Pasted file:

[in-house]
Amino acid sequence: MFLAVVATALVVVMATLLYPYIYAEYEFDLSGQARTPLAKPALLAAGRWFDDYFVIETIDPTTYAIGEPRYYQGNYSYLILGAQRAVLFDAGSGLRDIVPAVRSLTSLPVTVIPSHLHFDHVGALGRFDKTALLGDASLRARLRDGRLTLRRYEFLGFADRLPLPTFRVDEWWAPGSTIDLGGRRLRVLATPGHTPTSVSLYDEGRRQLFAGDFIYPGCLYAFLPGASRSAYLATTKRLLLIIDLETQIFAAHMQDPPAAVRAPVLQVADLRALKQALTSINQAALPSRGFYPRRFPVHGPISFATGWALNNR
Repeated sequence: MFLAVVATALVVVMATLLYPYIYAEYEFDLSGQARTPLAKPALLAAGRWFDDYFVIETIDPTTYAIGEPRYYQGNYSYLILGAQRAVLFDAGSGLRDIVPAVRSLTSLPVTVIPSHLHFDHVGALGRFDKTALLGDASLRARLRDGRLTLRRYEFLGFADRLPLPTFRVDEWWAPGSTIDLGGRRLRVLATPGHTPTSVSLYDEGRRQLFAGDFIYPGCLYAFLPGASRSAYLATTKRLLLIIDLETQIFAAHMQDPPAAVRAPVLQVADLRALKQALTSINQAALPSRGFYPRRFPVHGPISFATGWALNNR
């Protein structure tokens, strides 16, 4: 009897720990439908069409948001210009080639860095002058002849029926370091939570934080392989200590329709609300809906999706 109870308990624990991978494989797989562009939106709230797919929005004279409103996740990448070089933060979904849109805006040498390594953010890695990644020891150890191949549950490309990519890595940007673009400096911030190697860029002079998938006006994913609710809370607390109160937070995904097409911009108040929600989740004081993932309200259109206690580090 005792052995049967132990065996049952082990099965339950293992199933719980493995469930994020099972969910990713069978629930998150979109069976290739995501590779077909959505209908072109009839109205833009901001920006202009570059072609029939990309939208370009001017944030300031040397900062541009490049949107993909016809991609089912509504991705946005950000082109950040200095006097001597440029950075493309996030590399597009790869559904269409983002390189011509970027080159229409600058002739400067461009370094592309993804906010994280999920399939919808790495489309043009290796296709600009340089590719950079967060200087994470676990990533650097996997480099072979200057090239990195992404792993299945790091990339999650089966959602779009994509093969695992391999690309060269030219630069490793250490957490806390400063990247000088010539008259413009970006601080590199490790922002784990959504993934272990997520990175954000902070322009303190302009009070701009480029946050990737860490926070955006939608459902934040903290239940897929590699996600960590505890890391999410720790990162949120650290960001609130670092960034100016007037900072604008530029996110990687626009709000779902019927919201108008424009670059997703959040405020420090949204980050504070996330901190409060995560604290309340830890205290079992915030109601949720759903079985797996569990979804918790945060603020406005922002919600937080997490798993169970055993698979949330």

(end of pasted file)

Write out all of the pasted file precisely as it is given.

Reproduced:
[in-house]
Amino acid sequence: MFLAVVATALVVVMATLLYPYIYAEYEFDLSGQARTPLAKPALLAAGRWFDDYFVIETIDPTTYAIGEPRYYQGNYSYLILGAQRAVLFDAGSGLRDIVPAVRSLTSLPVTVIPSHLHFDHVGALGRFDKTALLGDASLRARLRDGRLTLRRYEFLGFADRLPLPTFRVDEWWAPGSTIDLGGRRLRVLATPGHTPTSVSLYDEGRRQLFAGDFIYPGCLYAFLPGASRSAYLATTKRLLLIIDLETQIFAAHMQDPPAAVRAPVLQVADLRALKQALTSINQAALPSRGFYPRRFPVHGPISFATGWALNNR
Repeated sequence: MFLAVVATALVVVMATLLYPYIYAEYEFDLSGQARTPLAKPALLAAGRWFDDYFVIETIDPTTYAIGEPRYYQGNYSYLILGAQRAVLFDAGSGLRDIVPAVRSLTSLPVTVIPSHLHFDHVGALGRFDKTALLGDASLRARLRDGRLTLRRYEFLGFADRLPLPTFRVDEWWAPGSTIDLGGRRLRVLATPGHTPTSVSLYDEGRRQLFAGDFIYPGCLYAFLPGASRSAYLATTKRLLLIIDLETQIFAAHMQDPPAAVRAPVLQVADLRALKQALTSINQAALPSRGFYPRRFPVHGPISFATGWALNNR
């Protein structure tokens, strides 16, 4: 009897720990439908069409948001210009080639860095002058002849029926370091939570934080392989200590329709609300809906999706 109870308990624990991978494989797989562009939106709230797919929005004279409103996740990448070089933060979904849109805006040498390594953010890695990644020891150890191949549950490309990519890595940007673009400096911030190697860029002079998938006006994913609710809370607390109160937070995904097409911009108040929600989740004081993932309200259109206690580090 005792052995049967132990065996049952082990099965339950293992199933719980493995469930994020099972969910990713069978629930998150979109069976290739995501590779077909959505209908072109009839109205833009901001920006202009570059072609029939990309939208370009001017944030300031040397900062541009490049949107993909016809991609089912509504991705946005950000082109950040200095006097001597440029950075493309996030590399597009790869559904269409983002390189011509970027080159229409600058002739400067461009370094592309993804906010994280999920399939919808790495489309043009290796296709600009340089590719950079967060200087994470676990990533650097996997480099072979200057090239990195992404792993299945790091990339999650089966959602779009994509093969695992391999690309060269030219630069490793250490957490806390400063990247000088010539008259413009970006601080590199490790922002784990959504993934272990997520990175954000902070322009303190302009009070701009480029946050990737860490926070955006939608459902934040903290239940897929590699996600960590505890890391999410720790990162949120650290960001609130670092960034100016007037900072604008530029996110990687626009709000779902019927919201108008424009670059997703959040405020420090949204980050504070996330901190409060995560604290309340830890205290079992915030109601949720759903079985797996569990979804918790945060603020406005922002919600937080997490798993169970055993698979949330």